Each and Everyday in New York, people are arrested when the initial contact with the police is from a simple motor vehicle stop. When you find yourself pulled over by the police, this tips will avoid having the situation escalate beyond a traffic stop. Continue reading
I am often asked by clients when points “come off” their driving record. The simple answer is NEVER. Points or convictions are never taken off of your driving record. They remain forever. However, the infirmaries and problems convictions and points cause diminish over time. The points only cause a problem when you are within a “look back” period for whatever the DMV, your insurance company, or perhaps a job, is looking back for. Continue reading
One of the main decisions you will make after deciding to fight a ticket is to decide whether to retain counsel or go it alone, known in the legal business as being pro se, which is a fancy Latin term for representing yourself in court.
This is the story of one Kevin B. Acevedo, a repeat convicted drunk driver that the NY State has had enough with. Let this prove a cautionary tale as to why you should never, ever drink and drive in New York State. The story starts out routine enough. Back in 2003 Kevin was caught drinking and driving,
Movie stars, ball players, singers, dancers, magicians, circus clowns, and yes, even comedians get speeding tickets. Our office has represented them all. Our most recent famous client is none other than actor, comedian, funny man, and working class “every man” Vic DiBitetto. Vic was recently
The Interstate Driver License Compact is a compact used to exchange information concerning license suspensions and traffic violations of non-residents and forward them to the home state where the driver is licensed. The theory is Continue reading
Starting in September of 2012, New York State and the NYS Department of Motor Vehicles re-doubled their efforts to keep recidivist drunk and drugged drivers off of the road. These new laws and regulations are the toughest in the nation. Under the new regulatory scheme licenses and / or driving privileges of motorists who have racked up three or more DWI convictions in the past 25 years are suspended for at
You’re driving along, minding your own business, doing the speed limit and otherwise obeying all of the traffic laws. Suddenly, there are lights flashing in your rear view mirror. You pull to the right to let the cop by, because you are doing nothing wrong. But he remains behind you. You pull further right but keep driving because he CAN’T be stopping you. But he is. And you did NOTHING WRONG. Now what? How do you handle this?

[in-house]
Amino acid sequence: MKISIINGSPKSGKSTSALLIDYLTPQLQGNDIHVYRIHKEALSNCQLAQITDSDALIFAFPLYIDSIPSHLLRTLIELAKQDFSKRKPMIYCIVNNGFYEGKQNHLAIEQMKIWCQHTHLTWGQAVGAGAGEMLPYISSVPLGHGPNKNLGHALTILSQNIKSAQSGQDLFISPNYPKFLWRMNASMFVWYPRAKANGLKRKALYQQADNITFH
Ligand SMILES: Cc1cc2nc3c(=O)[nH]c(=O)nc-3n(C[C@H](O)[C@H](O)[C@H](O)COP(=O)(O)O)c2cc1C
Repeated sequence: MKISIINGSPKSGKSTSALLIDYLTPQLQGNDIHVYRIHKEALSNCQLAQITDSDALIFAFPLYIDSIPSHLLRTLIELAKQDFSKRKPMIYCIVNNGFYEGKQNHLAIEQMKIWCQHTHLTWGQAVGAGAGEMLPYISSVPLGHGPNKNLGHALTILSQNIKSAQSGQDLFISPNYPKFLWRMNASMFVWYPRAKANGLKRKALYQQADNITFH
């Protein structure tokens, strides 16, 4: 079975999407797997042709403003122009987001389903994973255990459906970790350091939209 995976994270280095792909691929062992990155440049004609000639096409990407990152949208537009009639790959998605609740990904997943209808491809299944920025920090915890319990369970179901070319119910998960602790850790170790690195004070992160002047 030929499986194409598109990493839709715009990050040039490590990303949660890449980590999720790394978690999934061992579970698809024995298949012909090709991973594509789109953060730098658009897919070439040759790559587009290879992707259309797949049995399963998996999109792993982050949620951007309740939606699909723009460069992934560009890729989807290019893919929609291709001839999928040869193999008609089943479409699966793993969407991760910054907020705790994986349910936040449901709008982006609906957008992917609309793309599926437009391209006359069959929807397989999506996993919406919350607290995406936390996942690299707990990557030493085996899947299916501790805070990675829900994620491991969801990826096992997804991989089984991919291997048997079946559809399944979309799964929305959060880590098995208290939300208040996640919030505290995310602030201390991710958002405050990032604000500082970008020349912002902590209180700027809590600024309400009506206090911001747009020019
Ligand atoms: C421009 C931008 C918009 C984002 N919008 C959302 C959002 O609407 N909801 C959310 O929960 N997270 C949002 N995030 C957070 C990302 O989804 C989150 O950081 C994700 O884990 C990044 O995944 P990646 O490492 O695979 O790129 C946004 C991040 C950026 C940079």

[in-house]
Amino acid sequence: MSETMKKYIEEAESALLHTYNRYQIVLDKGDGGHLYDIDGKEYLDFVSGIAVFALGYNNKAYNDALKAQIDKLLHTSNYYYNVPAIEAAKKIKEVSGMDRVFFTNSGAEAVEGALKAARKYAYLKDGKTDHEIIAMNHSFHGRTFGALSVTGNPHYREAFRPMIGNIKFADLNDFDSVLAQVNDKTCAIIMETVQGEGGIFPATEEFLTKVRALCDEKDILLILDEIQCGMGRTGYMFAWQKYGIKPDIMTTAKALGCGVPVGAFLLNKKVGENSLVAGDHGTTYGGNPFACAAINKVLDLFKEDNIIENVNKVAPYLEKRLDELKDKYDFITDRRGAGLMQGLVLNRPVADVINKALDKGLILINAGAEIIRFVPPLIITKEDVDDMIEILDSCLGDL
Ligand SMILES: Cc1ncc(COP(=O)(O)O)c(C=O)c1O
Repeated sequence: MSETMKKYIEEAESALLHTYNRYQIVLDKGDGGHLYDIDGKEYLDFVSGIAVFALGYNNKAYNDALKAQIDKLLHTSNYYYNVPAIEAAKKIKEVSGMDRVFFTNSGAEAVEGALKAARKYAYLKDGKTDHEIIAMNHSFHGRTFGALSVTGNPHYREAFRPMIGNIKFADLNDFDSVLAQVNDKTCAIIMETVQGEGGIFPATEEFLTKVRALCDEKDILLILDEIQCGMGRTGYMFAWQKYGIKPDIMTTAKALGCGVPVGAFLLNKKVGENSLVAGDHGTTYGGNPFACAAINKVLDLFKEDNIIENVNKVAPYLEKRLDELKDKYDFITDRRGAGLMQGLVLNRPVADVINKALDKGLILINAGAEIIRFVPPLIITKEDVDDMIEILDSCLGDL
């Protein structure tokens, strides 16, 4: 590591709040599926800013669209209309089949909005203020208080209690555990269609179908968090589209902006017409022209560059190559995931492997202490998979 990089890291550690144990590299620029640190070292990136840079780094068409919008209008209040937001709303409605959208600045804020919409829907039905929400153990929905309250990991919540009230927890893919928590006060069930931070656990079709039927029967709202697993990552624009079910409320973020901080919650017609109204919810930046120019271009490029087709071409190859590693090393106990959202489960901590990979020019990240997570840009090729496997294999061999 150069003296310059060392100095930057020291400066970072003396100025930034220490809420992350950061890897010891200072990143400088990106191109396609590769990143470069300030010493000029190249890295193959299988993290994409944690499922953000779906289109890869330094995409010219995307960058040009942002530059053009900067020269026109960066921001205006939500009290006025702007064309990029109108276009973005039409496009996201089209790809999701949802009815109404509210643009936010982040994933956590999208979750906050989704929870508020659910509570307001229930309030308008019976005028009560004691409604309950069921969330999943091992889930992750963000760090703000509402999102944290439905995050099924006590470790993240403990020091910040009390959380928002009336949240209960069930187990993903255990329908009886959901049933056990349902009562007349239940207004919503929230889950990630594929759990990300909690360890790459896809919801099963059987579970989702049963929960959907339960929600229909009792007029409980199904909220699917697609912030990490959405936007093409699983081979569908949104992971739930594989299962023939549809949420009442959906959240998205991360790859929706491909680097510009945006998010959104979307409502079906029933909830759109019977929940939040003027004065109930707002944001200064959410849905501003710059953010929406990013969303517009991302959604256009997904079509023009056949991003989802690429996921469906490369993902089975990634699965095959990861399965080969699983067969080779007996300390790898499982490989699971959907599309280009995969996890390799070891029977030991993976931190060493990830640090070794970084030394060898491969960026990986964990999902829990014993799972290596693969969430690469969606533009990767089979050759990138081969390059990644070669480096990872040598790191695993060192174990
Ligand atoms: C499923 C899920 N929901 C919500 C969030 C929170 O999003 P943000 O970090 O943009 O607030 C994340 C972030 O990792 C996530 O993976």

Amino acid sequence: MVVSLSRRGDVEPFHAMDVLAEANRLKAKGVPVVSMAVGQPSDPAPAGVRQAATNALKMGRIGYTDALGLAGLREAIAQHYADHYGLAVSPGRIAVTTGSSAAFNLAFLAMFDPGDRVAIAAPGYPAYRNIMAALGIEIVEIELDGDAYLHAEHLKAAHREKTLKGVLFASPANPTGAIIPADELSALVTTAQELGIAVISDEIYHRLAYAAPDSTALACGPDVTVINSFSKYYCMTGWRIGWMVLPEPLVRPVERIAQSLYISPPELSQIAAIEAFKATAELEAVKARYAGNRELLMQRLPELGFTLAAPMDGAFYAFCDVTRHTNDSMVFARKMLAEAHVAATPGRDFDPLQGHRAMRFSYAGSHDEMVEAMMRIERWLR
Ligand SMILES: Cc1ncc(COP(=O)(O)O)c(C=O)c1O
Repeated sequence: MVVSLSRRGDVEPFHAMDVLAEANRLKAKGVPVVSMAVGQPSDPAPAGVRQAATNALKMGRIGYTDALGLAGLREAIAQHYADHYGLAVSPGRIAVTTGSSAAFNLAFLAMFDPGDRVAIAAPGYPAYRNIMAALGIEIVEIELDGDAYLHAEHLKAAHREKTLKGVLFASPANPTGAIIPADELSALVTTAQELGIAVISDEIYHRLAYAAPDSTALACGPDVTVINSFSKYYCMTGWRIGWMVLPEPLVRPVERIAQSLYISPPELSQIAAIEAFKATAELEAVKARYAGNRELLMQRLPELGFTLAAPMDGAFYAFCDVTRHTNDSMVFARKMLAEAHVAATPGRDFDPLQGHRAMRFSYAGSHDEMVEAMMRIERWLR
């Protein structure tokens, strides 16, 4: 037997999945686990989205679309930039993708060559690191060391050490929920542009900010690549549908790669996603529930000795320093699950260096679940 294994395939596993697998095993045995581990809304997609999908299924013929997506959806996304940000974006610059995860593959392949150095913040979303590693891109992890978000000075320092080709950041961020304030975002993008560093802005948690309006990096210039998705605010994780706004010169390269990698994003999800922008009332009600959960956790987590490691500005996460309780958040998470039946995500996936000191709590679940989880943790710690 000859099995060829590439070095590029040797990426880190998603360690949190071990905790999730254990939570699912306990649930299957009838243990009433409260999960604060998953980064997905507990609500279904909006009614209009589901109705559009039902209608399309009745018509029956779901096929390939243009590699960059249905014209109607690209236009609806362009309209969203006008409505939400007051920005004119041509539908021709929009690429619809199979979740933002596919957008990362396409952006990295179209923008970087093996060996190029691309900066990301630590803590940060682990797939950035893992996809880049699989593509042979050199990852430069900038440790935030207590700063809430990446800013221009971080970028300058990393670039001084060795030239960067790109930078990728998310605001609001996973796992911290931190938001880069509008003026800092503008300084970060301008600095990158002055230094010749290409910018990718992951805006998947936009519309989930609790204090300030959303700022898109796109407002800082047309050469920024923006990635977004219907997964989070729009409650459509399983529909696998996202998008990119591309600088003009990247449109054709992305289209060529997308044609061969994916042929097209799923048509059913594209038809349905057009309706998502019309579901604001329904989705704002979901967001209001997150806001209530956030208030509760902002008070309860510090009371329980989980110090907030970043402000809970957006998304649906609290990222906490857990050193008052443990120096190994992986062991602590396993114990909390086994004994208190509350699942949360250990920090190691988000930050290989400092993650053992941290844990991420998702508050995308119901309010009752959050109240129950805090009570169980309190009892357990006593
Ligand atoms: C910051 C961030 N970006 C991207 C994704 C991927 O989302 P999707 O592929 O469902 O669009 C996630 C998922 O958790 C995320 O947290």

First off, if you think this does not happen, think again. It does happen, and it recently happened to me of all people late one night on the Garden State Parkway in New Jersey driving back from Atlantic City to New York.
It was approximately 2:30 a.m., I was in the right lane with the cruise control set at 60 mph – the speed limit was 65. I was behind another car in the right lane doing the same speed. Suddenly there are flashing lights in my rear view mirror.
Two young troopers descended upon our car – a 2003 Lexus. One came to me and the other to my friend in the passenger seat. Upon giving the trooper my license and registration he asked “do you know why I stopped you?” My advice to giving a response is always “no,” because you have absolutely no idea what is in the cop’s head even if you know you were breaking a traffic law. But in my case I REALLY HAD NO IDEA – and that is what I told him – “I have absolutely no idea why you stopped me, officer.”
The trooper then stated that he had observed me “swerving all over the road.” This was a total fabrication. So what to do in this situation? One, STAY CALM. Two, DON’T AGREE EVEN IF YOU DID SOMETHING WRONG. Three, choose your words carefully because EVERYTHING IS ON VIDEO AND AUDIO TAPE.
Leandra’s Law – Mandatory Ignition Interlocks
Starting on August 15, 2010 anyone convicted of Driving While Intoxicated in the State of New York will be required, as part of a sentence, to install a breathalyzer interlock on any vehicle that they own or have access to. This includes first time offenders. The legislation, formally called the “Child Passenger Protection Act” but commonly known as “Leandra’s Law,” was enacted after the death of Leandra Rosado when a friend’s mother crashed on Manhattan’s West Side Highway while driving Leandra home from a party. The driver has been accused of driving under the influence of alcohol (DUI) and at the time of this writing her case is pending.
Starting an Ignition Interlock Device (IID) equipped vehicle requires blowing into the ignition connected unit. If alcohol is detected the device will prevent the vehicle from starting. Furthermore, it reports positive breath-alcohol content (BAC) to probation authorities, which results in a violation of probation charge which could lead to a jail sentence.
The cost to install and maintain the device is the convict’s responsibility. The installation fee is $75.00 and monthly maintenance is another $70.00 monthly, and the minimum time period an IID must be installed on the convict’s vehicle is 6 months. Moreover, the ignition interlock device must be installed not only on the convict’s car, but any car the convict has access to, and the convict is prohibited from driving any vehicle that does not have an installed IID. Continue reading